Sourdough Starter: The Basics + Method

March 26, 2020


Here’s all you need to know: start and feed your starter with 2 tablespoons of water for every 3 tablespoons of flour. That’s it. You can stop reading here, and you’ll be set for making your starter!

But, there is a lot more that goes into the process, if you would like to learn.

Mixing flour and water harnesses naturally occurring lactobacilli and yeast. The lactic acid produced by the lactobacilli in your yeast give your sourdough that characteristically sour, acid flavor. So your starter is living! This means that you need to feed it.

The process that I have developed, with references to a few Youtube videos (particularly one from King’s Roost), makes no discard, and no kitchen scale! No waste, and extremely easy.

First, you need to get to know yeast. Yeast will grow in their optimal environments. In order to promote growth, you need a warm environment, without harmful minerals. This means bath-water warm, filtered, or even distilled, water. To kickstart your growth, I suggest using honey water, but pineapple water is even better, for your first “feed”.

What does yeast not like? The cold! Sticking your starter in the fridge will pause its growth, because the cold is not an optimal environment for growth. However, you will need to feed it once a week to keep it alive. Many bakers who bake bread weekly will keep their starter in the fridge, taking it out for a couple days for use. Your starter can even be frozen! One trick, that I haven’t yet tried, is to freeze your starter in a sheet. So in case you ever accidentally kill your precious starter, you have a frozen one you can bring back to life.

Note: salt will also inhibit yeast growth. That is why in most recipes, salt is added after the yeast or your starter is allowed to “bloom” or grow a bit.

Your starter will release CO2, so make sure the lid is loosely capped on your jar or container. When pickling, you may keep the lid on tight, and open it to “burp” your pickles daily, allowing the CO2 to escape. In the case of your starter, you should allow it to breathe at all times.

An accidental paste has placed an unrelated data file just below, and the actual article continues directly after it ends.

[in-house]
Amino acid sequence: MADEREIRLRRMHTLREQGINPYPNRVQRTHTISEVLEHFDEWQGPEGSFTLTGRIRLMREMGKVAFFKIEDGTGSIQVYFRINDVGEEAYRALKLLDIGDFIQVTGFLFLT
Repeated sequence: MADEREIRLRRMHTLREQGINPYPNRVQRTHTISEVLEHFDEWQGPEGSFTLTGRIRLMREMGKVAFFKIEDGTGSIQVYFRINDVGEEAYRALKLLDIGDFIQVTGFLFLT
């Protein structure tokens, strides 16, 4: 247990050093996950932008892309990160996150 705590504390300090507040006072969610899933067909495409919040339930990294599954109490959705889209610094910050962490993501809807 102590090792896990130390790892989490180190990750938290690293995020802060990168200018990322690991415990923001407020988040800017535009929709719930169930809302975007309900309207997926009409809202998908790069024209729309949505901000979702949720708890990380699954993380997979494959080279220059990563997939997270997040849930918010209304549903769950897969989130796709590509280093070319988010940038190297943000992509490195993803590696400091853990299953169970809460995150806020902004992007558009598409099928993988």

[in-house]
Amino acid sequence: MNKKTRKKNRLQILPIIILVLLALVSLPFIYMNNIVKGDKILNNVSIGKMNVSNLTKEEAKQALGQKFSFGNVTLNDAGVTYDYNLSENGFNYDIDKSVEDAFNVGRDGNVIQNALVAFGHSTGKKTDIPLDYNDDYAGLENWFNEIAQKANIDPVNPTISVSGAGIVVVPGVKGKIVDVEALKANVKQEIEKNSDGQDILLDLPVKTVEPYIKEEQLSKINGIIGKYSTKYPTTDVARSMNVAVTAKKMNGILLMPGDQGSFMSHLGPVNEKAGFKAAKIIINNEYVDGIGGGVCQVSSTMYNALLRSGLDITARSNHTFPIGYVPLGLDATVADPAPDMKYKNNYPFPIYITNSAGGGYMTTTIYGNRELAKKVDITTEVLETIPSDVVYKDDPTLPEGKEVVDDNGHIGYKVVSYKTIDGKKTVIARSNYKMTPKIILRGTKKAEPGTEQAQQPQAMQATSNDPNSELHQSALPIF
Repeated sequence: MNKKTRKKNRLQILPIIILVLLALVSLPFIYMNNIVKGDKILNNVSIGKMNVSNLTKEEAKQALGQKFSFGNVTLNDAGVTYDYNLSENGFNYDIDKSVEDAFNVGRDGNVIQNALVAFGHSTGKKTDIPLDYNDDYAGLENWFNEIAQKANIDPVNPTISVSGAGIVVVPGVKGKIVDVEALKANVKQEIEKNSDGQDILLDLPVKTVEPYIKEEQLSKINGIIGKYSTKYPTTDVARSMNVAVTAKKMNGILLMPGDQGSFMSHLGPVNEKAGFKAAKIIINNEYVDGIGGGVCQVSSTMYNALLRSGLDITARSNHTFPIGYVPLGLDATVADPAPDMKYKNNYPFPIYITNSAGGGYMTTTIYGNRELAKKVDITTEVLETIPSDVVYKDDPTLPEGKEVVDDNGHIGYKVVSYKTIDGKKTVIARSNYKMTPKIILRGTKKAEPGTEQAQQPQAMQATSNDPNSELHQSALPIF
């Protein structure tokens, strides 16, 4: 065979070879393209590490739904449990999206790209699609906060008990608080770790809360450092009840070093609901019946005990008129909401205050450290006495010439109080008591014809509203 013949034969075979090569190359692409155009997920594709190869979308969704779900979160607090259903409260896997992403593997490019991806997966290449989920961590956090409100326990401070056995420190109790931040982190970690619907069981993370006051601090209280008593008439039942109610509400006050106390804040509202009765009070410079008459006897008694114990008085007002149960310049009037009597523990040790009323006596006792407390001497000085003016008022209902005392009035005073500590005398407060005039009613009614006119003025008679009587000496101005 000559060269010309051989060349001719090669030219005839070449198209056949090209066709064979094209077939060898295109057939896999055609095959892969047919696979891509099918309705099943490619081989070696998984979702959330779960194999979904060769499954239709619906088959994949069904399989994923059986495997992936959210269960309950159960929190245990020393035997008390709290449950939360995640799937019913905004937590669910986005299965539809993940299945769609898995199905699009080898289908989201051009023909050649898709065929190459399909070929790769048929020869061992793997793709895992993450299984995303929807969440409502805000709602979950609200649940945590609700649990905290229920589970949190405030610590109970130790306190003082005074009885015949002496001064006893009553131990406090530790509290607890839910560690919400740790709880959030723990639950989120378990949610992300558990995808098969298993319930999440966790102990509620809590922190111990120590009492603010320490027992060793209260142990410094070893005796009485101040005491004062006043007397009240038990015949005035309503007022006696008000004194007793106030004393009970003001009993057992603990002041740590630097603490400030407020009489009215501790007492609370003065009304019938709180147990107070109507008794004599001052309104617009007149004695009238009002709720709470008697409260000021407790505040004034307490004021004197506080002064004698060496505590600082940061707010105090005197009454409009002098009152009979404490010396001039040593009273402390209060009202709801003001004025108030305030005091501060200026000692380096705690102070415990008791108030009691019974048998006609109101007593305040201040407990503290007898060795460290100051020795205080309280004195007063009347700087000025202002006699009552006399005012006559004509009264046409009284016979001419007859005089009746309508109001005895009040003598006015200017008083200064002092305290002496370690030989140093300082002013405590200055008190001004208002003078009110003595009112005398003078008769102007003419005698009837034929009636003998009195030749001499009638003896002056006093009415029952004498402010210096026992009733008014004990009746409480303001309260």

Once your starter gets going, you will be able to see the curious bubbles that arise and smell the glorious sour, citrus smell. If it ever smells moldy, or there is visible mold — there is a problem! Once, I discovered mold on the jar of my starter, but I was able to carefully remove it with a paper towel, transfer my starter into another container, and thoroughly clean my jar before replacing the starter into it.

Your starter is at its peak about four to six hours after feeding. You will see that it has grown significantly, which is why it’s important to have a large enough jar! You can perform the float test to ensure that it’s ready: drop a small amount into room temperature water, and if it floats, you’re good to go!

If left on the countertop, you should feed your starter every 24 hours. To increase its growth rapidly, you can feed it greater amounts of the flour to water ratio, or feed it every 12 hours. Just make sure it has room to grow!

Starters come in all forms: you can use whatever flour! Some people even mill their own flour! I aspire to mill my own flour, someday. For your first starter, I suggest using all purpose flour, just for simplicity. Then, you can make a rye starter by taking a bit of your existing, living starter, and feeding it with rye flour instead.

Making your own sourdough starter is not that hard! And not that complicated! I watched so many videos, and read so many articles, about making your own sourdough starter. They all required kitchen scales, detailed time tables, and were insanely complex. I finally found the perfect way to make a starter, and it was so easy! This method is simple, and forgiving.

Ok, I think you are ready.


  • flour (any type)
  • water (filtered or distilled)
  • honey (optional)
  • pineapple juice (optional)


  1. To start from scratch, you will need a jar with a lid that can be loosely fit. Mix 2 tbsp of honey water/pineapple juice (sugar water would work, too) with 3 tbsp of flour.
  2. After 24 hours, feed it again, this time with 2 tbsp water and 3 tbsp flour.
  3. Continue feeding, and your starter will be ready in 5–7 days.
  4. Keep your starter alive by feeding at least once a day on the countertop, or once a week in the fridge.